As Chicago Adapts to Climate Change, the Need to Focus on Communication as a Structural Problem

Yesterday, the New York Times launched the first in a series of stories focusing on the challenges of adapting to climate change.  The feature profiled the city of Chicago which joined by New York has taken the lead among major municipalities already engaged in adaptation planning and initiatives.

As political leaders and journalists pay increasing attention to climate change adaptation initiatives, still overlooked is the role of the media and communication in this process.  To date, we have tended to think about climate change communication mostly as a message problem — either focusing tactically on how to explain components of the science, training scientists to be effective bloggers etc.

But beyond these tactical approaches, climate change communication is fundamentally a structural and institutional challenge that requires broader strategy and focused investment to manage.  In a city like Chicago, the media ecosystem in that city is in serious distress, weakened appreciably by the precipitous decline of theChicago Tribune.

It is unlikely that citizens and stakeholders in Chicago have the regionally-focused media and communication resources they need to effectively participate, plan, connect, and manage the threats posed by climate change.  In a commissioned white paper last year to the National Academies Roundtable on Climate Change Education, I outlined “three communication pillars,” initiatives that government agencies and foundations should invest in that would significantly bolster the communication infrastructure within a state, region, or city.  In a paper led by my colleague Ed Maibach, he outlines a similar view of climate change communication as both an individual and structural challenge.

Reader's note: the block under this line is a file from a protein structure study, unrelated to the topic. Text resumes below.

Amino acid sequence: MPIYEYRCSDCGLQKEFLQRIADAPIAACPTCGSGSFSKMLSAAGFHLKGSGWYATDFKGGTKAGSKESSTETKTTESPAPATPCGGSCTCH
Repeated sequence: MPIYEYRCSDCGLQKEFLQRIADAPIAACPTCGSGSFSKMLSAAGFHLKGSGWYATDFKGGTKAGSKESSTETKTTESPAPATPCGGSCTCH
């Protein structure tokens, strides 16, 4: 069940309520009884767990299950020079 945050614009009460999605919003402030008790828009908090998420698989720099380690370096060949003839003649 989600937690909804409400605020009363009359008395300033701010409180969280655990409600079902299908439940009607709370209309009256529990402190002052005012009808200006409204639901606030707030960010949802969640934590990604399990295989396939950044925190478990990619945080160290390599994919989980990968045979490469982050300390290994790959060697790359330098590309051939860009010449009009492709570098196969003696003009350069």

As I reviewed in the white paper, three structural pillars to focus on include:

a) Carefully designed public meetings that provide social spaces and incentives for a wider net of citizens to come together to learn, discuss, plan and provide meaningful input on policy measures, government initiatives, and private and non-profit sector planning.

b) Digital news communities that provide independently produced news and information about climate change and energy tailored to the local and regional needs of an area such as Chicago and that provide a social media platform for aggregating local bloggers, news from other outlets, information from agencies and universities, and for discussion by citizens and opinion leaders.

c) The training and recruitment of everyday opinion leaders who can pass on information and resources to others and who can recruit their neighbors, friends and co-workers to turn out to public meetings, volunteer for initiatives, and take advantage of the resources available at the regional digital news community.

With each of these initiatives, past research provides a scientific grounding and understanding for their careful design and implementation.  Formative and ongoing evaluation will also lead to new knowledge and the increased effectiveness of these initiatives that can eventually be modeled and replicated across regions or municipalities.